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Aldous Huxley

Imagery Analysis

Theme Analysis
Imagery Analysis
Style Analysis
Literary Devices
Literary Criticism
Topics of Related Interest
Influence on World Literature
Literary Movement
Picture Gallary
Related Links
Samples of Huxley's Works
Works Cited

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          Aldous Huxley was raised as an intellectual, he even graduated from Oxford University, and hence his writings portray that elevated language and usage of literary devices such as imagery. Aldous Huxley utilizes mainly visual, auditory, sensory, and kinesthetic imagery in his major work to further emphasize the beauty yet cynical aspect of human life. This page would try to portray Aldous Huxley usage of imagery in his major works from his two acclaim books, Brave New World and Island.

            To commence, Aldous Huxley’s book Brave New World has been considered one of Huxley’s best work and it is also a best-seller around the world. It portrays a government created utopia by means of technology and drugs. Huxley shows a very cynical and skeptical outlook of the world in this book with his use of visual imagery. The visual imagery he portrays in Brave New World is very vivid and negative and to some, even grotesque. He exemplifies violence as well to further emphasize his critical view of this government made utopia. For example, in chapter one he writes, “Big bowls, packed tight with blossom. Thousands of petals, ripe-blown and silkily smooth, like the cheeks of innumerable little cherubs, but of cherubs, in that bright light, not exclusively pink and Aryan, but also luminously Chinese, also Mexican, also apoplectic with too much blowing of celestial trumpets, also pale as death, pale with the posthumous whiteness of marble.” (Huxley 1) This is an example of the visual imagery he portrays; it is so explicitly written that the reader can actually visualize the color of the roses and that of the people. In his work, Huxley writes using light and dark colors in abundance to symbolize the tone and feelings of a scene. Moreover, he can easily change his direction from writing soothing lines to more grotesque and violent ones. For instance, in that same scene of the nursery Huxley writes, “There was a violent explosion. Shriller and ever shriller, a siren shrieked. Alarm bells maddeningly sounded. The children started, screamed; their faces were distorted with terror.” (3) This sentence is also an example of auditory imagery; one can actually visualize and hear the babies yelling with terror from that loud noise.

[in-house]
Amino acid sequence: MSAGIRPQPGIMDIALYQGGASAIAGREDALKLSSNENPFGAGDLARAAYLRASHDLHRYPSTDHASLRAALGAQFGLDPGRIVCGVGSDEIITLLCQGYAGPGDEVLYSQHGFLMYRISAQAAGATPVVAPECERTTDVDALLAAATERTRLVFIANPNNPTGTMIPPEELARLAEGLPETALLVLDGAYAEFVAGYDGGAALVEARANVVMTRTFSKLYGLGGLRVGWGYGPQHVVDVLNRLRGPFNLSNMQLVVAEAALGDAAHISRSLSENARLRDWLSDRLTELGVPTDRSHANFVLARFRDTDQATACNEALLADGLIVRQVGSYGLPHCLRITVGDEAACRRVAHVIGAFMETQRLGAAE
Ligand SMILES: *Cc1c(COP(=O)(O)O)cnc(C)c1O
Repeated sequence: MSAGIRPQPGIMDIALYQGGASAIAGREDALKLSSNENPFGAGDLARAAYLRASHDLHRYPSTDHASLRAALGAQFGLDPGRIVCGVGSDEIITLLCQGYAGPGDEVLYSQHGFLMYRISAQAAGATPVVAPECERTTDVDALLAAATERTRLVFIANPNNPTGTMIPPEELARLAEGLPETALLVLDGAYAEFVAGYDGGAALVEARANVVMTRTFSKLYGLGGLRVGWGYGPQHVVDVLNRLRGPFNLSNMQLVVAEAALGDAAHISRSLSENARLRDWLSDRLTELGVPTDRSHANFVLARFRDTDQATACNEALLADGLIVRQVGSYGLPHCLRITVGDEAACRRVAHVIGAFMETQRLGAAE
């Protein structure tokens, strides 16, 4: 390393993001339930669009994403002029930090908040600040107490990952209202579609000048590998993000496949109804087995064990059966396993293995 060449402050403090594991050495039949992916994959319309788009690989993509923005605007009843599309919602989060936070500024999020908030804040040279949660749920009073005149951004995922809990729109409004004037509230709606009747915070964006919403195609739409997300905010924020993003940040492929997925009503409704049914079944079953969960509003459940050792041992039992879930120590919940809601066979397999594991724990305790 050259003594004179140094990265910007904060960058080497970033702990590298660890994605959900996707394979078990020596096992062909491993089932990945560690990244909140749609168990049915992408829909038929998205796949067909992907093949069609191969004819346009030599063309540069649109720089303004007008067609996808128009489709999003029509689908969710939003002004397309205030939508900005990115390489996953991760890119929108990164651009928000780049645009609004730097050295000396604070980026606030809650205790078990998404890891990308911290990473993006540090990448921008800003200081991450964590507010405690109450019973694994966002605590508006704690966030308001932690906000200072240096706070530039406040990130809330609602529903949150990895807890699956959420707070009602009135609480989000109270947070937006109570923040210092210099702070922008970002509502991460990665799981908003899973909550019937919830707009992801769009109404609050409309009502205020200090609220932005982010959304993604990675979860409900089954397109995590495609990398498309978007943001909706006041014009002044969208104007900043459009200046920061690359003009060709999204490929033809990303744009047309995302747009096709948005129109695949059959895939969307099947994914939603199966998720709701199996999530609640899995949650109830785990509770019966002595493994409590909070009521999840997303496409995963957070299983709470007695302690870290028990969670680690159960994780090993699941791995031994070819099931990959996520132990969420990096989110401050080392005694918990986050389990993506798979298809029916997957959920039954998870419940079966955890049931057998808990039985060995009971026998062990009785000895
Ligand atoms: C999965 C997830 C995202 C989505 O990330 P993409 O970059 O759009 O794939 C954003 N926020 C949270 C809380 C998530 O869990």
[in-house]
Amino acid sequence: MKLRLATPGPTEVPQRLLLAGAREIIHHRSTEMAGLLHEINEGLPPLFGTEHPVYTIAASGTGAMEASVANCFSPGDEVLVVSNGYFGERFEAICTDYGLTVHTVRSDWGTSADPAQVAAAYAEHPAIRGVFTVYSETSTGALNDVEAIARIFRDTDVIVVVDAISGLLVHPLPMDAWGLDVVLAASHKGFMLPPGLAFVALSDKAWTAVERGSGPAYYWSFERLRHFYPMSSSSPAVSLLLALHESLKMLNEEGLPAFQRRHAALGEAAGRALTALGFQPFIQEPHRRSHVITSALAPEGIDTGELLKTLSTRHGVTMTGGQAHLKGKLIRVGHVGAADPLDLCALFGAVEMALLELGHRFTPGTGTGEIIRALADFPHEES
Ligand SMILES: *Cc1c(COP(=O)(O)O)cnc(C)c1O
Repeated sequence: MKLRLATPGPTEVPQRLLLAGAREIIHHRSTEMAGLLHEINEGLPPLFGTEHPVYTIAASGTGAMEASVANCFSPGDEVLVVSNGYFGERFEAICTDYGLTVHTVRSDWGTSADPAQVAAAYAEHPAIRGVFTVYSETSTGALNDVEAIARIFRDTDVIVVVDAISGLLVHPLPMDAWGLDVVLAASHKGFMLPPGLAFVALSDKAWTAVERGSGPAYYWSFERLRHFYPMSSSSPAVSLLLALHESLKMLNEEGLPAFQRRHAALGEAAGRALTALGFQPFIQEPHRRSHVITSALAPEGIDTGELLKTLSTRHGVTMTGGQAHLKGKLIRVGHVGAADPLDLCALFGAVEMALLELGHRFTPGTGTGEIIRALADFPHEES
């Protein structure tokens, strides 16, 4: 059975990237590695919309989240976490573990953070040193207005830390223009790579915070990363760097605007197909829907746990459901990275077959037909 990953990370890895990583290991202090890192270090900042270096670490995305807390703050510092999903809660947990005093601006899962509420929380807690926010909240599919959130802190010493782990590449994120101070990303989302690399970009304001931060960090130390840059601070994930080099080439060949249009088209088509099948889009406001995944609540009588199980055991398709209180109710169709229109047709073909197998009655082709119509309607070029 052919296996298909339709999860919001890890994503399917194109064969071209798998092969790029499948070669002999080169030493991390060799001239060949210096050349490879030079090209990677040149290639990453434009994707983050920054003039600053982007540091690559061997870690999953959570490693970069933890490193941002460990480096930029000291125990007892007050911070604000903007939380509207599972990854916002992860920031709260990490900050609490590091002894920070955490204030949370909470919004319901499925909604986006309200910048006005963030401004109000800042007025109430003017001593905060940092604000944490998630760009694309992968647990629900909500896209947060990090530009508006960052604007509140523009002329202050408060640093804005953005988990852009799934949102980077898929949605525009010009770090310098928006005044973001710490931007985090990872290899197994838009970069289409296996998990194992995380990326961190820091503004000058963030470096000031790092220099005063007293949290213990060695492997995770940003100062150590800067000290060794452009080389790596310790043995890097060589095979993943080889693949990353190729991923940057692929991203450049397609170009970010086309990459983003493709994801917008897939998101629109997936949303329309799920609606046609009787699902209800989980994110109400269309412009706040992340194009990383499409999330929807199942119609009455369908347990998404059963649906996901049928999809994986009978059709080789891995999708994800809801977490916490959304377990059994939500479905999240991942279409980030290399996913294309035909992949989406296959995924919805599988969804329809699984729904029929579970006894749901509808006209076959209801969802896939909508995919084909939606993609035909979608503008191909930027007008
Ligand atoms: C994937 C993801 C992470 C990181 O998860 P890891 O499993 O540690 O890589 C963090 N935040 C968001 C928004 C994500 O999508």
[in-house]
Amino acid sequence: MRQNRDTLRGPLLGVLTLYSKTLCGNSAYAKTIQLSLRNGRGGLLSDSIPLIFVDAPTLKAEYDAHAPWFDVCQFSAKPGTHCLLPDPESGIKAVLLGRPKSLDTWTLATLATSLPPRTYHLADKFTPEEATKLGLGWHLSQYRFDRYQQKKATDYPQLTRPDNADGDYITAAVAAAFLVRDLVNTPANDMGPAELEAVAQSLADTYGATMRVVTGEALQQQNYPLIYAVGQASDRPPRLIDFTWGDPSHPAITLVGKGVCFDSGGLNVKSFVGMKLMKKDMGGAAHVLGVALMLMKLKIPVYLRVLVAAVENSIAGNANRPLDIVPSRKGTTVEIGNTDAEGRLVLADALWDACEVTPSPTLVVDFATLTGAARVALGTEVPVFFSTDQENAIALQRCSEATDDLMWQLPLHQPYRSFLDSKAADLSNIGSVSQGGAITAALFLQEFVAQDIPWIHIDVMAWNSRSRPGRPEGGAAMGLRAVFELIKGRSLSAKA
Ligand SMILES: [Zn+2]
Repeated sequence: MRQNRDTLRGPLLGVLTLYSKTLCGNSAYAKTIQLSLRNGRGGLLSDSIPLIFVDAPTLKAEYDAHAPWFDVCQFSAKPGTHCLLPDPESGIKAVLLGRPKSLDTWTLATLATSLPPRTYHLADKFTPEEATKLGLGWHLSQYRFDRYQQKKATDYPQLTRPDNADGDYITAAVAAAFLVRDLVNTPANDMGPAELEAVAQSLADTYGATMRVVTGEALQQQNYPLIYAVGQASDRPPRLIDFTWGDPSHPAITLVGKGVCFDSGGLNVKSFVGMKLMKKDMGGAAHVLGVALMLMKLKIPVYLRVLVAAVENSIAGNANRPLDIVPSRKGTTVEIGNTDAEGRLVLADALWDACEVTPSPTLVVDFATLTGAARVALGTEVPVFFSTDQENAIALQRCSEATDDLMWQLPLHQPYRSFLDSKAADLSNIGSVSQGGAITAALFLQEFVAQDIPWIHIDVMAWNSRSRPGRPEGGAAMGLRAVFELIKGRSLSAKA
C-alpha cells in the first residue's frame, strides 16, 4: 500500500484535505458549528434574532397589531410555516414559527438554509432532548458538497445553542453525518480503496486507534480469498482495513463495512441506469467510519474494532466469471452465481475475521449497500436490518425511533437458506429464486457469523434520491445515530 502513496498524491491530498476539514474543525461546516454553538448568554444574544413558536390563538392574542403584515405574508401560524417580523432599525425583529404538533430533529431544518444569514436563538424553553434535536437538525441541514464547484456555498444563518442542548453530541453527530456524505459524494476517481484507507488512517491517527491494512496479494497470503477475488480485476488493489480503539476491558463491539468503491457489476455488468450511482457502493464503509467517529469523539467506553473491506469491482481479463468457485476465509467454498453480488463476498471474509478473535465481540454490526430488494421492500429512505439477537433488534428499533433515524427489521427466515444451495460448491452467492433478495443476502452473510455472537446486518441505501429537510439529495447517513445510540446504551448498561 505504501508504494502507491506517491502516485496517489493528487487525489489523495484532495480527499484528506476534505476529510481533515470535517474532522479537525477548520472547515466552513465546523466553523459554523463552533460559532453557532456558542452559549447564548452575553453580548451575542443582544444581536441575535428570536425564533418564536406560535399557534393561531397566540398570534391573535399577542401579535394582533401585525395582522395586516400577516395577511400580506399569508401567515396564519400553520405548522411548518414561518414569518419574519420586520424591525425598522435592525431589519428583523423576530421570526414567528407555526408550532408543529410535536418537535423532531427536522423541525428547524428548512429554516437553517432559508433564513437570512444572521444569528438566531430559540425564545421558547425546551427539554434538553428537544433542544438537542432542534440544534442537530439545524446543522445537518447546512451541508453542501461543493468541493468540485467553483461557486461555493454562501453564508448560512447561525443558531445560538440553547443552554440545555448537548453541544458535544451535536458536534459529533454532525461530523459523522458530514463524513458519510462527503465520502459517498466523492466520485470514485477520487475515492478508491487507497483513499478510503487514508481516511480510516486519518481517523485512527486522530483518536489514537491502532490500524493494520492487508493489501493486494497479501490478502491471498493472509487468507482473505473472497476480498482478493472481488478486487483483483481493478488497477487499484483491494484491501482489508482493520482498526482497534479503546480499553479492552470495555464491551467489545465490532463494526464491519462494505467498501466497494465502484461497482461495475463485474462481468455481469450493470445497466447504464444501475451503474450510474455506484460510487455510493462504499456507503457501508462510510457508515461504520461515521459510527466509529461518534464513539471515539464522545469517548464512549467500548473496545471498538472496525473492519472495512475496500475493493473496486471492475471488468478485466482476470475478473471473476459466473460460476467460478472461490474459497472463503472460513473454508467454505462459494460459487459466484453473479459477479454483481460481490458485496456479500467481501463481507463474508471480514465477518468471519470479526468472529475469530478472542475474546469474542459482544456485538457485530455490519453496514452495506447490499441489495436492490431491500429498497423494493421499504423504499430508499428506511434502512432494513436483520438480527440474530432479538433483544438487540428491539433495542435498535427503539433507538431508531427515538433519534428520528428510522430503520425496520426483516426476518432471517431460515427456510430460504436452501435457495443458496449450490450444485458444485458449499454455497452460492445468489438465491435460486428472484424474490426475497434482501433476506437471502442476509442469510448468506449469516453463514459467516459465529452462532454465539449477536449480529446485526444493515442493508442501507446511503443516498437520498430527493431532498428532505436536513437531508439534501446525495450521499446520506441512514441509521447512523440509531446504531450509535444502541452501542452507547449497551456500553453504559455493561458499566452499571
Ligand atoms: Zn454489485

Furthermore, in Brave New World Huxley also focuses on kinesthetic and sensory imagery. An example of kinesthetic imagery is shown in chapter 11 Linda is describing her inner emotions about life itself and her dependence of the drug soma. “The return to civilization was for her the return to soma, was the possibility of lying in bed and taking holiday after holiday, without ever having to come back to a headache or a fit of vomiting, without ever being made to feel as you always felt after peyotl, as though you'd done something so shamefully anti-social that you could never hold up your head again. Soma played none of these unpleasant tricks.”  He focuses on the emotions that the main characters are feelings and with his use of kinesthetic imagery, the reader can see and in a way experience those same emotions as well. An example of Huxley’s use of sensory imagery is seen in chapter 15, “Carrying water pistols charged with a powerful unaesthetic, four others had pushed their way into the crowd and were methodically laying out, squirt by squirt, the more ferocious of the fighters.”

            Moreover, in his last novel, Island, Aldous Huxley also uses gustatory imagery to emphasize on the rituals of the natives and their beliefs to thank their God when they eat. For example, “first mouthful of each course---chewed and chewed until there's nothing left of it. And all the time you're chewing you pay attention to the flavor of the food, to its consistency and temperature, to the pressures on your teeth and the feel of the muscles in your jaw." (Huxley 141) These sentences are beautifully written and in a very descriptive manner that the reader can even taste and savor the food. The other senses, such as auditory are also expressed by Huxley in his book Island. For instance, in the scene when Will asked the Principal about the movements the people were doing is an example of auditory imagery:  “So stamp it out," the children were chanting in unison. And they stamped their small sandaled feet with all their might. "So stamp it out!" A final furious stamp and they were off again, jigging and turning, into another movement of the dance” (228)